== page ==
A TCPA plaintiff must prove revocation of consent according to the decision in Reyes v. Lincoln Automotive Financial Services , No. 9:15-cv-00560 (E.D.N.Y. June 20, 2016).  In granting the creditor’s motion for summary judgment, the district court distinguished the Third Circuit’s holding in Gager v. Dell Financial Services, LLC , 727 F.3d 265 (3d Cir. 2013), that express consent may be revoked under the TCPA.  Id. at 267.  The court noted that the Second Circuit had not decided revocation, but the FCC adopted the Gager holding in its July 2015 Order.  See Rules and Regulations Implementing the Telephone Consumer Protection Act of 1991, et al. , CG Docket No. 02-278, WC Docket No. 07-135, Declaratory Ruling and Order, 30 FCC Rcd 7961 ¶ 56 (2015); id.¶ 70 (“[T]he consumer may revoke his or her consent in any reasonable manner.”).  Unlike the letter requesting the cessation of calls related to a credit account in Gager , the purported letter in Reyesmay not have been sent, and a letter from the defendant denied its receipt.  Thus, while the FCC “s[aw] no reason to shift the TCPA compliance burden onto consumers . . . that a caller did not have prior express consent for a particular call,” id. ¶ 70, the district court placed the burden on the plaintiff to demonstrate the reasonableness of his revocation.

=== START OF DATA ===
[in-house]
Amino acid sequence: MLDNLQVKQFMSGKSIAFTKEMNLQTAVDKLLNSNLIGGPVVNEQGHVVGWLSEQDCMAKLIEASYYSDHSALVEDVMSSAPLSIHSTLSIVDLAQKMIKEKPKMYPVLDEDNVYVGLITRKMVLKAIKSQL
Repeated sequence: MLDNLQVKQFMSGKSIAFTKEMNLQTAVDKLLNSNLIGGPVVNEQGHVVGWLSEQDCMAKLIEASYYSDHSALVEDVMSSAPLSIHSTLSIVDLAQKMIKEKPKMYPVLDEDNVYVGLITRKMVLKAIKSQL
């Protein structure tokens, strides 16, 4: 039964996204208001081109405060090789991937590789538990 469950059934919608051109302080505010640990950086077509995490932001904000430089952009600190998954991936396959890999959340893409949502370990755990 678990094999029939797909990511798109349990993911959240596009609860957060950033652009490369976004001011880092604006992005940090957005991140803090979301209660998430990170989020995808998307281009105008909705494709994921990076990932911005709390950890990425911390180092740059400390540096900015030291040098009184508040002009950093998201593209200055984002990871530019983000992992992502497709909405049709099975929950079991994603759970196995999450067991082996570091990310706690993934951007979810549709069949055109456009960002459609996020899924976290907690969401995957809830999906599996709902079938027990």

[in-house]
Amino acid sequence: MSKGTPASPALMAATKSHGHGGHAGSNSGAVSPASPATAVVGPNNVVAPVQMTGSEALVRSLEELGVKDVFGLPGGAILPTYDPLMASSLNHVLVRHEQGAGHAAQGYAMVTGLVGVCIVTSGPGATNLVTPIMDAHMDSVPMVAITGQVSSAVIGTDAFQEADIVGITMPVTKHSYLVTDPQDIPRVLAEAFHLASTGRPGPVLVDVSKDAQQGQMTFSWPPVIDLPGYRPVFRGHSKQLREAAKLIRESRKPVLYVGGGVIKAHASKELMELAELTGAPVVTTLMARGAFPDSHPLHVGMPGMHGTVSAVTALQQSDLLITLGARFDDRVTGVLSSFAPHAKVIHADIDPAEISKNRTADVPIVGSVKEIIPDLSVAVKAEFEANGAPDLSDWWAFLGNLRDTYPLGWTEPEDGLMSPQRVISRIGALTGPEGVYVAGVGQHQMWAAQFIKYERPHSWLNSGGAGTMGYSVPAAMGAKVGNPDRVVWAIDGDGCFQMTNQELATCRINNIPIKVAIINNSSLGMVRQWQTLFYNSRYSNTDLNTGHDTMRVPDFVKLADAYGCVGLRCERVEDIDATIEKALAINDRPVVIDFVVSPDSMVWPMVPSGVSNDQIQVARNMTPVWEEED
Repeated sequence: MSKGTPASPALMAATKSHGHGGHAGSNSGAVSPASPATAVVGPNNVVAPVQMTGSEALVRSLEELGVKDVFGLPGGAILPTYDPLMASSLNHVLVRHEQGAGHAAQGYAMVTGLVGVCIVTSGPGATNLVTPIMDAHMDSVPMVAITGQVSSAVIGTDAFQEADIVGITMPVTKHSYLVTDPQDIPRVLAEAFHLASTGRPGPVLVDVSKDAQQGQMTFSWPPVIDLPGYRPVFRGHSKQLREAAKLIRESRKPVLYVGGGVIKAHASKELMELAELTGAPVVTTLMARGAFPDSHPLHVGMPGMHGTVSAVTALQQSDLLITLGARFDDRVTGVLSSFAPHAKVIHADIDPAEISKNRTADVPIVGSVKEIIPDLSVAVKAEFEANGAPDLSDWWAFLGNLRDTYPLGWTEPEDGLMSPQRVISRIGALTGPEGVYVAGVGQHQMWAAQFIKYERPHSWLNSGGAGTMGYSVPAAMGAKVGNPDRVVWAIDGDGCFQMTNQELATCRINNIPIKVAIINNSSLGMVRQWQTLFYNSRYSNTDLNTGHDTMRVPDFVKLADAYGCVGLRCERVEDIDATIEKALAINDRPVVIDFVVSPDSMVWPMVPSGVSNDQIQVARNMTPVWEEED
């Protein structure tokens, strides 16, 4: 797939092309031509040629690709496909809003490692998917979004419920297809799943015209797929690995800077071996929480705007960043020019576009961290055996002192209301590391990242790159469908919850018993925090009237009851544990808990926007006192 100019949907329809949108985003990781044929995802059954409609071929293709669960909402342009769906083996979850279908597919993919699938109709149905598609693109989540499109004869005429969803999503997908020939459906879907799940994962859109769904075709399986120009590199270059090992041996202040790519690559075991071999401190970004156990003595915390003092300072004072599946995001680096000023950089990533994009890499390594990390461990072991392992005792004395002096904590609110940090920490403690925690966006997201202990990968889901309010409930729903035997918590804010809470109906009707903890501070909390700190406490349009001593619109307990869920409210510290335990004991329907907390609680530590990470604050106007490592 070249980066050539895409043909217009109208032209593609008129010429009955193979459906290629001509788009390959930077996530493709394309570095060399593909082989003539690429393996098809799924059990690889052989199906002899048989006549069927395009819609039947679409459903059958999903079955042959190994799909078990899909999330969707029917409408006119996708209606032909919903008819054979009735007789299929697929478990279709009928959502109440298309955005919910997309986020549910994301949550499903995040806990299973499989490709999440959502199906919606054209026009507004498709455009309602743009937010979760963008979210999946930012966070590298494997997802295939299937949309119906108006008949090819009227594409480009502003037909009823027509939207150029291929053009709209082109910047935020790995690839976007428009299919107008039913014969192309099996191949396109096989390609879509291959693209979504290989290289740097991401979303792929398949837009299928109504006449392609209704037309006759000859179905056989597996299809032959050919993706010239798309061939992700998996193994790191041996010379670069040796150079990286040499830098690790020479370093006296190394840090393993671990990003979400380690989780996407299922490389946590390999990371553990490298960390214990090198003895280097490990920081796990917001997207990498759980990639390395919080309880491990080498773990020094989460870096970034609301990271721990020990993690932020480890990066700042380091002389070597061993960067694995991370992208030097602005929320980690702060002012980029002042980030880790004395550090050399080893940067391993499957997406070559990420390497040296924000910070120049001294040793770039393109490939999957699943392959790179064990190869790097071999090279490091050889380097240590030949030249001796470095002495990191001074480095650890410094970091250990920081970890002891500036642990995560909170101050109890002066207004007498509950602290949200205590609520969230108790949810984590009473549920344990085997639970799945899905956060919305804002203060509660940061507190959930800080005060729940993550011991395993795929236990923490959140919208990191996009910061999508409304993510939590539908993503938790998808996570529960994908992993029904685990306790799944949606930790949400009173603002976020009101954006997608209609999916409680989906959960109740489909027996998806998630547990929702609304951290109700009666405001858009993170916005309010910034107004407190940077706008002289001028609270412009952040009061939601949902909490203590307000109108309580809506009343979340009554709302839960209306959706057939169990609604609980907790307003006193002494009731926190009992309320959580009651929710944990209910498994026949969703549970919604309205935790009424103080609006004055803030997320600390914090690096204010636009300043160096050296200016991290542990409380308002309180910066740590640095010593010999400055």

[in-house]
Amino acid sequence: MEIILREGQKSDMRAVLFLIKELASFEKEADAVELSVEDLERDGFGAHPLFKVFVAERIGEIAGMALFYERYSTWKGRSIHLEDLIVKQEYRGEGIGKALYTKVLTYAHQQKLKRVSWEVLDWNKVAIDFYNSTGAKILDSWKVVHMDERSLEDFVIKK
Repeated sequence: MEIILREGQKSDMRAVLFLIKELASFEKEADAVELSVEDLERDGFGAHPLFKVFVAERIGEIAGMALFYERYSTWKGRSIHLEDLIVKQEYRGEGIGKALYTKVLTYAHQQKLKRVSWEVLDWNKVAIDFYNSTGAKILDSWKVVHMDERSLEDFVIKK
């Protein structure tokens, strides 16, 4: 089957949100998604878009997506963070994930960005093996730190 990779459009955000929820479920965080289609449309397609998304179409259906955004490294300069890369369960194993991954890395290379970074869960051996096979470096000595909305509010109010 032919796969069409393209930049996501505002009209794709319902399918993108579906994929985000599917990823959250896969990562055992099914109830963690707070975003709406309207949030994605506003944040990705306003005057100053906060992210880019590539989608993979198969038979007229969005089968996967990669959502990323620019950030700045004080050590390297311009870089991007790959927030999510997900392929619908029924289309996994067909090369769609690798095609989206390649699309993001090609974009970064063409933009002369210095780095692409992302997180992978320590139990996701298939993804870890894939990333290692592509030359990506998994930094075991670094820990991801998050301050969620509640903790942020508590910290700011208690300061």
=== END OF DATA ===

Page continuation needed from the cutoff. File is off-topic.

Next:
This decision may allay some fears about maintaining the affirmative defense of consent in the wake of the July 2015 Order, where there is no record of the alleged revocation communicated to the defendant.  See id. , Statement of Commissioner Michael O’Rielly Dissenting in Part and Approving in Part at 12 (“Indeed, asking it to prove that consent was not withdrawn puts the company in the untenable position of having to prove a negative.”).  But where oral revocation is alleged, or other individualized means chosen by the customer, the petitioners in ACA International v. FCC , No. 15-1211 (D.C. Cir. Nov. 25, 2015), argue that compliance with such a revocation regime is unworkable.  We look forward to the D.C. Circuit’s weighing in on this and other controversial items in the July 2015 Order.